Mexican 'ape woman' put on display in Victorian Europe buried in homeland after 150 years

  • Article by: MARTIN DURAN and MICHAEL WEISSENSTEIN , Associated Press
  • Updated: February 12, 2013 - 7:19 PM
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shushyn78Feb. 14, 1312:51 PM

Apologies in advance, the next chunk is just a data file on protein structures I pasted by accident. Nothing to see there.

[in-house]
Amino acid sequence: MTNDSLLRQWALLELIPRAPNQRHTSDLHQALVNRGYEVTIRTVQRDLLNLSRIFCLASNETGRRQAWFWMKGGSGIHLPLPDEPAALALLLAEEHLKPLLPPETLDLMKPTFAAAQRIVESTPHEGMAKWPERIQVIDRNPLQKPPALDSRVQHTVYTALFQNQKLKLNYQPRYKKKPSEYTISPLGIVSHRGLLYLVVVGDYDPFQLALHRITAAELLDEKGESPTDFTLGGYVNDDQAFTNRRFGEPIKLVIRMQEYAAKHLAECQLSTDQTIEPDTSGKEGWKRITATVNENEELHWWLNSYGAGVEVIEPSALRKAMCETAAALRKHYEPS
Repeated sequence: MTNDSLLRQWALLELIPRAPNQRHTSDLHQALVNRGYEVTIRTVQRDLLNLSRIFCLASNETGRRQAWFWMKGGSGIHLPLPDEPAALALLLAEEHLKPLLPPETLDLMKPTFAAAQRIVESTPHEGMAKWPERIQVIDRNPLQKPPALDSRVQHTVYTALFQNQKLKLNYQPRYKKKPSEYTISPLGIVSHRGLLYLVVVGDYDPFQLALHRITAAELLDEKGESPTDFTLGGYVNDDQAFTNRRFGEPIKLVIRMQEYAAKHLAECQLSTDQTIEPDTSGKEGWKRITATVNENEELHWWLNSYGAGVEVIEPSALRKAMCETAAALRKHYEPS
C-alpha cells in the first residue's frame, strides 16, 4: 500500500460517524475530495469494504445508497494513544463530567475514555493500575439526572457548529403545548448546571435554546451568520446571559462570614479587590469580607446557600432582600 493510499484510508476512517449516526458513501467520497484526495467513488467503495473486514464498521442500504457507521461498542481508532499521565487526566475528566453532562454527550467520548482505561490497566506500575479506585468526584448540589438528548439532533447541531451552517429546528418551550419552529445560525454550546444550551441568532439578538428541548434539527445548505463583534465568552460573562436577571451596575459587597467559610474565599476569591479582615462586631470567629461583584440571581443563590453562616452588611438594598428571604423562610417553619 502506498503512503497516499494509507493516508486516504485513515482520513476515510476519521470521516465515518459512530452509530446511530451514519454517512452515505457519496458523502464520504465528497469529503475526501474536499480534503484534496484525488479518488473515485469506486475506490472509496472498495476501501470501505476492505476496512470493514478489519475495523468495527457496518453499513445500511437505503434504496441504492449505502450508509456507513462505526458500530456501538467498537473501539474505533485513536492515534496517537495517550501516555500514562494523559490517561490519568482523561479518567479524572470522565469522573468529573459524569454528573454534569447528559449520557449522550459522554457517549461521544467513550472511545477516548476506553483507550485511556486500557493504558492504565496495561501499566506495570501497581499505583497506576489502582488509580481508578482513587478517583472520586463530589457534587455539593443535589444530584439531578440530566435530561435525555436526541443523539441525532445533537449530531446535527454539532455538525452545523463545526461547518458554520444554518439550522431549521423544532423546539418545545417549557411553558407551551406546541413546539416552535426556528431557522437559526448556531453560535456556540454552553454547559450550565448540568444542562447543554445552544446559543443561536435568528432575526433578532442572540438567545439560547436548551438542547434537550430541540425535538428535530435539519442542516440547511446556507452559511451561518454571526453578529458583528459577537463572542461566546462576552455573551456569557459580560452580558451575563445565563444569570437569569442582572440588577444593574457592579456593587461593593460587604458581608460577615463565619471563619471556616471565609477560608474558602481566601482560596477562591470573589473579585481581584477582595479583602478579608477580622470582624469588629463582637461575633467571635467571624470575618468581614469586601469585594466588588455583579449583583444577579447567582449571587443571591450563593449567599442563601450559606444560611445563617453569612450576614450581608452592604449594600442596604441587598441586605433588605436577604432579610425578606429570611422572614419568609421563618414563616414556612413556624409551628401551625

Jan G. Bjaalie, head of the Institute of Basic Medical Sciences at the University of Oslo, said he was happy that they had "finally been able to grant a worthy end to her life." "Today, it's almost incomprehensible that a circus used corpses for entertainment purposes. Hers was used in a way we today would consider to be completely reprehensible," he said. "It's important that we now have a clear end to the way she was treated." So we make progress in one area, and regress in others. Earlier generations would have found it completely reprehensible that we destroy human beings in their mother's womb before they ever see the light of day.

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